It is hard to experience or even think about Mozart’s The Magic Flute without a sense of wonder at how much it differs from all his other operas, ranging from The Marriage of Figaro, Don Giovanni, and Così fan tutte, the opera of choice today, to less frequently performed works such as I domeneo, The Abduction from the Seraglio, and La clemenza di Tito. Kierkegaard saw the “magic marriage” between Mozart’s genius and his subject matter in Don Giovanni; but I would argue that Mozart’s supreme dramatic work is to be found not in that fire-and-brimstone morality play but in the Masonic fable of his final year, 1791. As I wrote some time ago:
Everything we know or feel about Mozart should assure us that the inflexible view of sin and death set forth in the [Don Juan] legend must have been distasteful to him. Mozart never saw man’s will as inevitably opposed by the will of God. He conceived an essential harmony expressed by human feelings; his terms were brotherhood and sympathy and humility, not damnation and defiance. The magic marriage is The Magic Flute.
Anyone interested in the opera has probably learned that The Magic Flute was not the outcome of some visionary initiative by the composer or the librettist. It emerged more or less naturally from the opera scene, so vital and so various, of Mozart’s time. Several different genres of Italian, French, and German opera had their day in late-eighteenth-century Vienna, among them a type of Singspiel, or German operetta with spoken dialogue, that inclined toward magic, spectacle, and fairy tale. In 1782 Vienna flocked to Ignaz Umlauf’s setting of Das Irrlicht (“The Will o’ the Wisp”), “one of the most popular fairy-tale singspiel texts of the late eighteenth century,” including “an elaborate trial scene with maidens at the temple with a prophetic fire on the altar.” Mozart didn’t think much of this piece, which played the Hoftheater just before his own Abduction from the Seraglio.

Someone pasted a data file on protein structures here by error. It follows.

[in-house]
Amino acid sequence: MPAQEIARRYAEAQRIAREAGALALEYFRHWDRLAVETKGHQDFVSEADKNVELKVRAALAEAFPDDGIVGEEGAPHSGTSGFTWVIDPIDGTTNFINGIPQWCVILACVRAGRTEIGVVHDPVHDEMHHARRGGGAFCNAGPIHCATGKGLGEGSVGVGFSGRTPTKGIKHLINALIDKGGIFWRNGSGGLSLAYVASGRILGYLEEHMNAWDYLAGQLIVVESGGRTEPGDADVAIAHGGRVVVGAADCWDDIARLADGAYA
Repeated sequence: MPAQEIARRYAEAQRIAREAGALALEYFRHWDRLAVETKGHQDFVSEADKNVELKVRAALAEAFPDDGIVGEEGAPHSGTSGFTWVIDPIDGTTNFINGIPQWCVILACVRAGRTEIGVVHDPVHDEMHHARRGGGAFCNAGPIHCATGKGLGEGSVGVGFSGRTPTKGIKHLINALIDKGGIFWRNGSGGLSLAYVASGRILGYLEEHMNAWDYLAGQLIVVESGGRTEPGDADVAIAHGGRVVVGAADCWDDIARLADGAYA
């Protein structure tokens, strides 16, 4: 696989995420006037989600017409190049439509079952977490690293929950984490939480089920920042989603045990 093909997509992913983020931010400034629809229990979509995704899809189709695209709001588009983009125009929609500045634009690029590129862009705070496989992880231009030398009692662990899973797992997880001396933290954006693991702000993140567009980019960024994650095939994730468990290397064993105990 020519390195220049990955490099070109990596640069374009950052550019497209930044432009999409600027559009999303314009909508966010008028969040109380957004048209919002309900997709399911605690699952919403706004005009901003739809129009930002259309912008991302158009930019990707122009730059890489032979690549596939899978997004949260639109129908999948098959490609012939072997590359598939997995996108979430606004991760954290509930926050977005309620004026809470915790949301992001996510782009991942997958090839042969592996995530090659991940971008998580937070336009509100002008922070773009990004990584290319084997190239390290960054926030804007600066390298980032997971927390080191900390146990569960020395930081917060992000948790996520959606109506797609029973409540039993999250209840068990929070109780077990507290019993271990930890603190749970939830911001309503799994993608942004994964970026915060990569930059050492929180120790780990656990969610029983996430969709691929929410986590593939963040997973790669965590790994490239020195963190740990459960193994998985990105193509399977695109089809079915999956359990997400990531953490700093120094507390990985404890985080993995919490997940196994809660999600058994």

All the same, Das Irrlicht was to be one of The Magic Flute’s more immediate models. A few years later magic opera became all the rage when Emanuel Schikaneder took over one of the city’s suburban popular theaters. Schikaneder’s first efforts along these lines—many more came later—were Oberon, by Paul Wranitzky, a Masonic lodge brother of Mozart’s, which held the stage from 1789 to 1847, and two pieces composed by committee, a team including Mozart and several of his close associates: The Benevolent Dervish and The Philosopher’s Stone, or The Magic Island. Another theater countered with Kasper the Bassoonist, or the Magic Zither. These works have many dramatic and musical features that played directly into Mozart’s masterpiece. Schikaneder opened The Magic Flute in September 1791, three months before the composer died.
Schikaneder was an important theater director, a librettist, a sometime Shakespearean actor, and a star comedian. He was also a composer …
This article is available to online subscribers only.
Please choose from one of the options below to access this article:
Purchase a print premium subscription (20 issues per year) and also receive online access to all all content on nybooks.com.
Purchase an Online Edition subscription and receive full access to all articles published by the Review since 1963.
Purchase a trial Online Edition subscription and receive unlimited access for one week to all the content on nybooks.com.